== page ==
IAFFFinalPaper

IAFFFinalPaper - Gregory Arnold Shannon Powers 31 I Gregory...

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Gregory Arnold Shannon Powers 31 2/8/2011 “I, Gregory Arnold, affirm that I have completed this assignment in accordance with the Code of Academic Integrity.” X_____________________________X
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With the fall of the Soviet Union, the former republics of the USSR fell victim to economic and societal turbulence. Yet it was only in one republic, Tajikistan, which these tensions led to outright civil war. But why was this so? As Central Asia becomes a haven, and front, for terrorism and the war against it, the causes of state instability in the region become detrimental to nation security. (Rashid 2003) But was the war caused by the individual desires of strongmen who wished to keep or make their own fortunes in the conflict following the fall of the USSR? (Nourzhanov 2005) Or is the war a result of unified ideological fronts that were mutually incompatible and unable to cooperatively govern side by side? (Rashid 2003, Buschkow 1993) The evidence suggests that the war in Tajikistan was birthed and lingered because of the personal charisma and power lust of its various faction leaders. The Tajik Civil War has its roots in the fall of the Soviet Union. In February 1990, rumors about Armenian refugees from the Caucasus being given preferential treatment led to massive riots, which led to government-led reprisals killing 21. (Laber 1991: 22-24) Although these protests failed, they ultimately showed the weakness of Soviet governance in the region. With the collapse of the Soviet Union, the Tadzhik SSR declared itself the Republic of Tajikistan. However, instability would continue to follow the new state into independence. The post- independence president, Rahmon Nabiev, ultimately failed to maintain the order and strategies of the Soviet-era government. As a result, by May of 1992, the government in Dushanbe, the capital of Tajikistan, no longer held complete control of the country, as individuals from the Leninabad, Kulob, and Qurghonteppa regions, which were either traditionally dominant areas from Soviet times or inhabited by the non-Tajik Uzbek minority, located in the west and north, rejected the authority of the Gharm and Badakshshan-dominated governments. (Nourzhanov 2005: 111)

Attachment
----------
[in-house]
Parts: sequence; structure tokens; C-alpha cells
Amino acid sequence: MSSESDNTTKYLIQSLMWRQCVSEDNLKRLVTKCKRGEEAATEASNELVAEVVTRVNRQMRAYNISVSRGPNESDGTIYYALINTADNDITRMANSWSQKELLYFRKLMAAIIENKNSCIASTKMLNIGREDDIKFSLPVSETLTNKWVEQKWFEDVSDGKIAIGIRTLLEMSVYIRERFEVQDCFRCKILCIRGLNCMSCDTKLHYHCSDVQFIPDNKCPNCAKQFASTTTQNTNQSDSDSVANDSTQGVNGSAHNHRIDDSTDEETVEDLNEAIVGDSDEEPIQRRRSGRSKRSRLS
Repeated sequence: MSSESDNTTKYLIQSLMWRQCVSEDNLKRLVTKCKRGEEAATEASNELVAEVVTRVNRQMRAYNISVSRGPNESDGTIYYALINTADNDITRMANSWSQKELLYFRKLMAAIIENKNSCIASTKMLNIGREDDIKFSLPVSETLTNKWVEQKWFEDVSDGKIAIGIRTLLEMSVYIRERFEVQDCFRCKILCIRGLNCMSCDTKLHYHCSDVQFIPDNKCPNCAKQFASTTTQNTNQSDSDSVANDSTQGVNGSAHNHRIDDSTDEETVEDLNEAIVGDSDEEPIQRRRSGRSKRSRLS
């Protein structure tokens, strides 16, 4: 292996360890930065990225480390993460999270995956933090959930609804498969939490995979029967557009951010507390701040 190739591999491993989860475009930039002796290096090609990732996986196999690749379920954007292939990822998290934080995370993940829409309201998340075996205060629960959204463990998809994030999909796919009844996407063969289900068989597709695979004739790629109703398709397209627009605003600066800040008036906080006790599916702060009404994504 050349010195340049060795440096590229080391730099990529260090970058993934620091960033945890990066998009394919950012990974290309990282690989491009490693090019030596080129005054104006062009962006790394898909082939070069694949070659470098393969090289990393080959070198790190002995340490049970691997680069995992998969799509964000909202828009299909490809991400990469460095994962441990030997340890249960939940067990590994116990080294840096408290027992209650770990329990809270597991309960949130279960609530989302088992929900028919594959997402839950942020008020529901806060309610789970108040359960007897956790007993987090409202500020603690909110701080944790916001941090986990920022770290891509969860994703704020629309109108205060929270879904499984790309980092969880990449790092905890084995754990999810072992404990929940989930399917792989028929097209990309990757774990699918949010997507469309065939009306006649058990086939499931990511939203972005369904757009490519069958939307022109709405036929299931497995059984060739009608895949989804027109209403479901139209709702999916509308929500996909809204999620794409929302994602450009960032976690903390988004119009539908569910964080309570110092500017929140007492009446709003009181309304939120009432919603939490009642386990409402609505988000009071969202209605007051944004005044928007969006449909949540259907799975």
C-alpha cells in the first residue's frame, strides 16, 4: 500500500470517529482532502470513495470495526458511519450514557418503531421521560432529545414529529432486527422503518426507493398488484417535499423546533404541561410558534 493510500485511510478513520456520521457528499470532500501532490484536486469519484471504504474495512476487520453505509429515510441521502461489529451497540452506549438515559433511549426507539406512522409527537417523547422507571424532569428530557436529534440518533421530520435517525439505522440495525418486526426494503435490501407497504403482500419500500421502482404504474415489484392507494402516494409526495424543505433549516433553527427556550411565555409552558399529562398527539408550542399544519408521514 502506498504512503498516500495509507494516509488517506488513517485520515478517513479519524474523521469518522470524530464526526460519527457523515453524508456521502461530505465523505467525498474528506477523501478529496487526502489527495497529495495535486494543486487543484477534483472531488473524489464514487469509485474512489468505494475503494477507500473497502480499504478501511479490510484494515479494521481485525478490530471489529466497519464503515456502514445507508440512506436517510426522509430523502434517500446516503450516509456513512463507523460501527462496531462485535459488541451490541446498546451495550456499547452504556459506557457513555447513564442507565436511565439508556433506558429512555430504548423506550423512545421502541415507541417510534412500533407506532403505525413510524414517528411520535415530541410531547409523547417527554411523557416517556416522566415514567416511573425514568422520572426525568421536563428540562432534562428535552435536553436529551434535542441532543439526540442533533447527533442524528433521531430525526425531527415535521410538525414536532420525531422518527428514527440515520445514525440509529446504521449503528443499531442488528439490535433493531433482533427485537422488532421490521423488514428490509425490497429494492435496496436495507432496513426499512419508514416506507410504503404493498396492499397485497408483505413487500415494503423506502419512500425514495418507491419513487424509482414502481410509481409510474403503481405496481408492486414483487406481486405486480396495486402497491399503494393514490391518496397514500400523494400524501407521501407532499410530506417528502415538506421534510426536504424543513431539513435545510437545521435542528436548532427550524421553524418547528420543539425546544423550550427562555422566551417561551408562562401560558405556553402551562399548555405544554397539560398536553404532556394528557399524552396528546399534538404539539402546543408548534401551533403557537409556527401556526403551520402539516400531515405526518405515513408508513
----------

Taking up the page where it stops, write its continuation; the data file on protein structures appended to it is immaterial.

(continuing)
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Fighting would occur intermittently between the summer of 1992 and June 26, 1997. While the war lacked really concrete sides, two broad alliances developed. The first was the Tajik government, led by Emomali Rahmonev, which included a coalition of forces primarily from the traditionally dominant Leninabad and Kulob regions, backed by forces from the Russian Federation and Uzbekistan. This was opposed by the United Tajik Opposition, or the UTO, which consisted of groups as varied as Islamists, like the Islamic Renaissance Party (IRP), nationalists, like the Pamiri-nationalist Lali Badakhshan , and liberal democrats, backed by Iran and Islamist groups from Afghanistan and Pakistan. (Rashid 104) Ultimately, the war was marked by sporadic conflict whereby warlords controlled local patches of territory and launched
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This note was uploaded on 01/30/2012 for the course IAFF 1005 taught by Professor Henrynau during the Spring '11 term at GWU.

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IAFFFinalPaper - Gregory Arnold Shannon Powers 31 I Gregory...

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